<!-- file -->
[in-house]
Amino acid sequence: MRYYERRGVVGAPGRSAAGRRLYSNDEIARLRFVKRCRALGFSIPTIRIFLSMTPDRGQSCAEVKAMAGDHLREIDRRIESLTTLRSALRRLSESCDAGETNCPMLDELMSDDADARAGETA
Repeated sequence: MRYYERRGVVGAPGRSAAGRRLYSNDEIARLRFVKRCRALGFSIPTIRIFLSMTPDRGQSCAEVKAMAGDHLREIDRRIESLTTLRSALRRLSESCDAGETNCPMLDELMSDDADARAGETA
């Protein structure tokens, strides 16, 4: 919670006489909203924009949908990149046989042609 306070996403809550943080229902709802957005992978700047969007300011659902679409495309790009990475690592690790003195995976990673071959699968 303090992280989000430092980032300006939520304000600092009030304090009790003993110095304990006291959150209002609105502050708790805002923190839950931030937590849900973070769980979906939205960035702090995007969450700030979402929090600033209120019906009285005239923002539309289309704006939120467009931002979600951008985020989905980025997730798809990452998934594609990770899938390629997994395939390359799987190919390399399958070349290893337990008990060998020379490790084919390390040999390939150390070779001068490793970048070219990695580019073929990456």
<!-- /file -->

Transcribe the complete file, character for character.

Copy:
[in-house]
Amino acid sequence: MRYYERRGVVGAPGRSAAGRRLYSNDEIARLRFVKRCRALGFSIPTIRIFLSMTPDRGQSCAEVKAMAGDHLREIDRRIESLTTLRSALRRLSESCDAGETNCPMLDELMSDDADARAGETA
Repeated sequence: MRYYERRGVVGAPGRSAAGRRLYSNDEIARLRFVKRCRALGFSIPTIRIFLSMTPDRGQSCAEVKAMAGDHLREIDRRIESLTTLRSALRRLSESCDAGETNCPMLDELMSDDADARAGETA
């Protein structure tokens, strides 16, 4: 919670006489909203924009949908990149046989042609 306070996403809550943080229902709802957005992978700047969007300011659902679409495309790009990475690592690790003195995976990673071959699968 303090992280989000430092980032300006939520304000600092009030304090009790003993110095304990006291959150209002609105502050708790805002923190839950931030937590849900973070769980979906939205960035702090995007969450700030979402929090600033209120019906009285005239923002539309289309704006939120467009931002979600951008985020989905980025997730798809990452998934594609990770899938390629997994395939390359799987190919390399399958070349290893337990008990060998020379490790084919390390040999390939150390070779001068490793970048070219990695580019073929990456």